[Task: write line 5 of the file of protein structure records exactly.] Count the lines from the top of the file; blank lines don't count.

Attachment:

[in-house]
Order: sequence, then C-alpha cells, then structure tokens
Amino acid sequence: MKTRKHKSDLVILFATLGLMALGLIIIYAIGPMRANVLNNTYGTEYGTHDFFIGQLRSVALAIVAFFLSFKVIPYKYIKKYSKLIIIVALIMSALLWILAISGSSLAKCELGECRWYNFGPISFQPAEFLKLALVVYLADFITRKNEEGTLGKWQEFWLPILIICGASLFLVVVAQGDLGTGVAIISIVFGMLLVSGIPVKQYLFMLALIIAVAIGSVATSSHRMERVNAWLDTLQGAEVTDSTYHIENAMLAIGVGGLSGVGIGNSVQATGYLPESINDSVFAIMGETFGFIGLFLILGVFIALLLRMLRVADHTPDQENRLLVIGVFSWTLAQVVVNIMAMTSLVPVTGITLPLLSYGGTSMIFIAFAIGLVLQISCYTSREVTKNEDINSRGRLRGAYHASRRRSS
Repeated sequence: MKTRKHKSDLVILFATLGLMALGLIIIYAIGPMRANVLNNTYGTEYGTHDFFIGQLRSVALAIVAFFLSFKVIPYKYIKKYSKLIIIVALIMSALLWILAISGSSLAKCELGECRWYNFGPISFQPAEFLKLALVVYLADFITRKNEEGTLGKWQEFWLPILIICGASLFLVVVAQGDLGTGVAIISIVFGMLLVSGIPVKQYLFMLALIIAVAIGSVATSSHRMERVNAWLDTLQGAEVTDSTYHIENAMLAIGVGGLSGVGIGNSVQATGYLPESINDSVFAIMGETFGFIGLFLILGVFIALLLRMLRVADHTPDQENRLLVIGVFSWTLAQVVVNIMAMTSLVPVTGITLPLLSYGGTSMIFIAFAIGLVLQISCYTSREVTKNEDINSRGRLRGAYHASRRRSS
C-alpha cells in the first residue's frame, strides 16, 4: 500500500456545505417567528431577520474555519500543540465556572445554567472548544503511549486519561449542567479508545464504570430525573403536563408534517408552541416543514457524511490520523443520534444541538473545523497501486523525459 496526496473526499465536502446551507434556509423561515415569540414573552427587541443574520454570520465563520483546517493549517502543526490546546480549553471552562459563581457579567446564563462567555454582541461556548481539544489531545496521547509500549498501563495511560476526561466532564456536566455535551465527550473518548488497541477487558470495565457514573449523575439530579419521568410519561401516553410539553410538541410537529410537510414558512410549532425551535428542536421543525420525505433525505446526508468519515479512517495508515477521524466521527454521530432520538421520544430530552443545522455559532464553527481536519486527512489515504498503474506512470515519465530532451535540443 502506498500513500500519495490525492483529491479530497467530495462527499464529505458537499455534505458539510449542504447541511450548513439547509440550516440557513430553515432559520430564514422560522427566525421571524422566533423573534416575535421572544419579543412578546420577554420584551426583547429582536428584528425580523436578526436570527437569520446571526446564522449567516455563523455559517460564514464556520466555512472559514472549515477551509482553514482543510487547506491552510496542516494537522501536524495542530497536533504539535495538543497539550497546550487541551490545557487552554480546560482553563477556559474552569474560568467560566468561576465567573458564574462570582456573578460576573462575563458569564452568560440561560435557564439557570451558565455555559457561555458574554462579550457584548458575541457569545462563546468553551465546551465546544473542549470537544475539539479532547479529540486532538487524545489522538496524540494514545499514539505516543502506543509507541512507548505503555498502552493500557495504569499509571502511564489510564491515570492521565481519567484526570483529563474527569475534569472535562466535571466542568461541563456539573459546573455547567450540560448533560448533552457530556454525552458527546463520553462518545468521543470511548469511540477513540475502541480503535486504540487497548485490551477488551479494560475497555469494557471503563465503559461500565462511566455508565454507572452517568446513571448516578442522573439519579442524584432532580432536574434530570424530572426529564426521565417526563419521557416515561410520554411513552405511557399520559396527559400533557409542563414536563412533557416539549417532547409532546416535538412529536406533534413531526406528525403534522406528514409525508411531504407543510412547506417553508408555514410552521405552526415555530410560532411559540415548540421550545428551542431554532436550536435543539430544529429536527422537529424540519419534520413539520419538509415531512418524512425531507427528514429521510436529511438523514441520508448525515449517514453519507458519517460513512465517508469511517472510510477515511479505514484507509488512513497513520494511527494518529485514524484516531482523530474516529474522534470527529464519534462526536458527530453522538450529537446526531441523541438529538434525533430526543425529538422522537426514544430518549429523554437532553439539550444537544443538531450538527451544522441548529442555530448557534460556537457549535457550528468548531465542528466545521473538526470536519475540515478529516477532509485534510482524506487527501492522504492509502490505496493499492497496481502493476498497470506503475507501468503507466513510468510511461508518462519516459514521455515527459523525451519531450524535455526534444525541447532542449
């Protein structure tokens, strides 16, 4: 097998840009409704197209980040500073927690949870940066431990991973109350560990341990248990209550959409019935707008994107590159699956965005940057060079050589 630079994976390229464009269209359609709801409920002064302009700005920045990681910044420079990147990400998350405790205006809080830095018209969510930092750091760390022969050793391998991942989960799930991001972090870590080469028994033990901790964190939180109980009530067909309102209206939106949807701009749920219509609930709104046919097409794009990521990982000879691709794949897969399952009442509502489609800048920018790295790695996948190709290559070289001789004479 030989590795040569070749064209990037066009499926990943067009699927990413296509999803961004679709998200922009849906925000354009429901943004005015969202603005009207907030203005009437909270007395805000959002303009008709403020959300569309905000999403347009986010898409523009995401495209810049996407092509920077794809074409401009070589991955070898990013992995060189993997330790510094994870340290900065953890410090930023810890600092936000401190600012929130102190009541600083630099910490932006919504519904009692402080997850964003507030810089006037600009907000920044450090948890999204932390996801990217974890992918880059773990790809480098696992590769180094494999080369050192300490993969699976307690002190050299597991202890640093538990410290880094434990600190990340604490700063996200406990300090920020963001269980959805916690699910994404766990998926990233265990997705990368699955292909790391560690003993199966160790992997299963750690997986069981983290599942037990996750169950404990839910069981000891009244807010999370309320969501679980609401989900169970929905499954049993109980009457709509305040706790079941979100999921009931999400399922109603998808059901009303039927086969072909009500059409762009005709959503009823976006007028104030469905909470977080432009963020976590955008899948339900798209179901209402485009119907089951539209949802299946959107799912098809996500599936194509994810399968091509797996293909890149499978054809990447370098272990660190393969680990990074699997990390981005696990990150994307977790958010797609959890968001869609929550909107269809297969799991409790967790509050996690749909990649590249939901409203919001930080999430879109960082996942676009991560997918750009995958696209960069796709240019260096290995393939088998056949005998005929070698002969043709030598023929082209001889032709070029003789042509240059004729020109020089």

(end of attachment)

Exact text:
C-alpha cells in the first residue's frame, strides 16, 4: 500500500456545505417567528431577520474555519500543540465556572445554567472548544503511549486519561449542567479508545464504570430525573403536563408534517408552541416543514457524511490520523443520534444541538473545523497501486523525459 496526496473526499465536502446551507434556509423561515415569540414573552427587541443574520454570520465563520483546517493549517502543526490546546480549553471552562459563581457579567446564563462567555454582541461556548481539544489531545496521547509500549498501563495511560476526561466532564456536566455535551465527550473518548488497541477487558470495565457514573449523575439530579419521568410519561401516553410539553410538541410537529410537510414558512410549532425551535428542536421543525420525505433525505446526508468519515479512517495508515477521524466521527454521530432520538421520544430530552443545522455559532464553527481536519486527512489515504498503474506512470515519465530532451535540443 502506498500513500500519495490525492483529491479530497467530495462527499464529505458537499455534505458539510449542504447541511450548513439547509440550516440557513430553515432559520430564514422560522427566525421571524422566533423573534416575535421572544419579543412578546420577554420584551426583547429582536428584528425580523436578526436570527437569520446571526446564522449567516455563523455559517460564514464556520466555512472559514472549515477551509482553514482543510487547506491552510496542516494537522501536524495542530497536533504539535495538543497539550497546550487541551490545557487552554480546560482553563477556559474552569474560568467560566468561576465567573458564574462570582456573578460576573462575563458569564452568560440561560435557564439557570451558565455555559457561555458574554462579550457584548458575541457569545462563546468553551465546551465546544473542549470537544475539539479532547479529540486532538487524545489522538496524540494514545499514539505516543502506543509507541512507548505503555498502552493500557495504569499509571502511564489510564491515570492521565481519567484526570483529563474527569475534569472535562466535571466542568461541563456539573459546573455547567450540560448533560448533552457530556454525552458527546463520553462518545468521543470511548469511540477513540475502541480503535486504540487497548485490551477488551479494560475497555469494557471503563465503559461500565462511566455508565454507572452517568446513571448516578442522573439519579442524584432532580432536574434530570424530572426529564426521565417526563419521557416515561410520554411513552405511557399520559396527559400533557409542563414536563412533557416539549417532547409532546416535538412529536406533534413531526406528525403534522406528514409525508411531504407543510412547506417553508408555514410552521405552526415555530410560532411559540415548540421550545428551542431554532436550536435543539430544529429536527422537529424540519419534520413539520419538509415531512418524512425531507427528514429521510436529511438523514441520508448525515449517514453519507458519517460513512465517508469511517472510510477515511479505514484507509488512513497513520494511527494518529485514524484516531482523530474516529474522534470527529464519534462526536458527530453522538450529537446526531441523541438529538434525533430526543425529538422522537426514544430518549429523554437532553439539550444537544443538531450538527451544522441548529442555530448557534460556537457549535457550528468548531465542528466545521473538526470536519475540515478529516477532509485534510482524506487527501492522504492509502490505496493499492497496481502493476498497470506503475507501468503507466513510468510511461508518462519516459514521455515527459523525451519531450524535455526534444525541447532542449